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What does it mean noise detection ?

Noise detection option enables you to make explicit search for outliers in your input data file. When this option is selected, a separate noise detection block is started before rule induction. The results of noise detection has no influence on the rule induction process. If you do not need explicit noise detection, do not select this option because the search may be time consuming.

The result of noise detection is a list of up to five examples selected as potential noise (outliers) in the submitted example set. The examples are referenced by the row in the input file. Please note that empty rows in the input file are not counted and that the first example is in the second row of the input file because the first row is reserved for attribute names. Potential noisy examples are listed in order of importance.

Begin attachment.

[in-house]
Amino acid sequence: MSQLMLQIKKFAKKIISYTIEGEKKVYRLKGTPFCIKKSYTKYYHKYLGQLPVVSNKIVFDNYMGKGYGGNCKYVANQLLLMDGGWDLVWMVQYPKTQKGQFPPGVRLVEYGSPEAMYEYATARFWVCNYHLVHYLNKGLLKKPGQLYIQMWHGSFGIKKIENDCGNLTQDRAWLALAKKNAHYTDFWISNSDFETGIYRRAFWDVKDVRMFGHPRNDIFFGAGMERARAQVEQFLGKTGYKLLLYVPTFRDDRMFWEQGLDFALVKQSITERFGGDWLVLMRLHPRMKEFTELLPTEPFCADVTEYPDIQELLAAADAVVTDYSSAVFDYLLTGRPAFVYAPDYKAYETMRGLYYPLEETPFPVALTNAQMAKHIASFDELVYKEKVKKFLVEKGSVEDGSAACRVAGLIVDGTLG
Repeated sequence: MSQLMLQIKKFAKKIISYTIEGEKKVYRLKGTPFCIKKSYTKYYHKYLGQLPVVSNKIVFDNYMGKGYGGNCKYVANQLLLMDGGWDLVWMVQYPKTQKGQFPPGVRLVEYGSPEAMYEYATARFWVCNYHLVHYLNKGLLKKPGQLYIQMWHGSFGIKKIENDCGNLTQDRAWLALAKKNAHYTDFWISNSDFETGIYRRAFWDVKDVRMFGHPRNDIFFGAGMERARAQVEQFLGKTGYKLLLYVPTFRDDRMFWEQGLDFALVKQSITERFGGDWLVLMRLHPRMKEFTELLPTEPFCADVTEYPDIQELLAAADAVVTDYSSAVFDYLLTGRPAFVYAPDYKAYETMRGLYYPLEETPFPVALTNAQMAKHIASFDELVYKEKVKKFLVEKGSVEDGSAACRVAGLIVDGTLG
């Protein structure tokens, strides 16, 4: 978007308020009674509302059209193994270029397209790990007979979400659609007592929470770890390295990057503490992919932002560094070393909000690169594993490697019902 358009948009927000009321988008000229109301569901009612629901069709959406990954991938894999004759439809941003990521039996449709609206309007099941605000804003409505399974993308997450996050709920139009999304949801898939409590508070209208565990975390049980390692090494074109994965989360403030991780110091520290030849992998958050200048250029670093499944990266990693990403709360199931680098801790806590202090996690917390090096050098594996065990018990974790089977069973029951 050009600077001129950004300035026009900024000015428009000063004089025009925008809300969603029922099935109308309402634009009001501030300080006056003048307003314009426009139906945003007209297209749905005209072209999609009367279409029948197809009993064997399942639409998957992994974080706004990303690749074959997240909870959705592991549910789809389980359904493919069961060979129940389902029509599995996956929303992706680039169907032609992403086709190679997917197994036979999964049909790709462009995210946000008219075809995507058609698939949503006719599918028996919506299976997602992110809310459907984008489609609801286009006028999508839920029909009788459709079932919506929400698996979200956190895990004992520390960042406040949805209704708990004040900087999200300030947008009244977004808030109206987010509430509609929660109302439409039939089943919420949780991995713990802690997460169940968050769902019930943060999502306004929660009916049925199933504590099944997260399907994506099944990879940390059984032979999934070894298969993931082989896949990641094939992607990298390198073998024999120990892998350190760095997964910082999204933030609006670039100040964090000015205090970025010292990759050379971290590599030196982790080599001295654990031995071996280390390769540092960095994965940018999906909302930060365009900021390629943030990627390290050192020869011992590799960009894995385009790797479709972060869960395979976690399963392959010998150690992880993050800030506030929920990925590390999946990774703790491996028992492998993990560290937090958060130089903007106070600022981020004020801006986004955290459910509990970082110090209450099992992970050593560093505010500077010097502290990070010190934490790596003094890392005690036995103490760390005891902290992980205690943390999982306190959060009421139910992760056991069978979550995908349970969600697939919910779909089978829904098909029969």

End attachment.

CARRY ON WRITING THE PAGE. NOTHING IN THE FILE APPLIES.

A heuristic noise detection algorithm is used in ILLM which neither guarantees that all noisy examples will be detected nor that every detected example is actually noisy. It can easily happen that slight modifications of the input file, change the result of the noise detection process significantly.

In this realization the user can not adjust parameters which influence the search process. The used parameter values are default values determined from the number of examples in the classes. If number of examples in a class is less than 5, then no noise can be detected in this class. For classes with less than 50 examples, used noise sensitivity is about 35% less than for larger classes.

The easiest way to make use of the results obtained by this option is to eliminate detected examples from the training set. For that it is not necessary to delete the examples from the input file. It is sufficient to change the class of these examples into the unknown state by inserting '?' as the first character in their target attribute value. The advantage of this approach is that many different experiments with the same input file can be done. Also, in this way the row numbers of examples will not change and it will be easy to compare results of different experiments.

© 2001 LIS - Rudjer Boskovic Institute
Last modified: April 23 2017 06:00:00.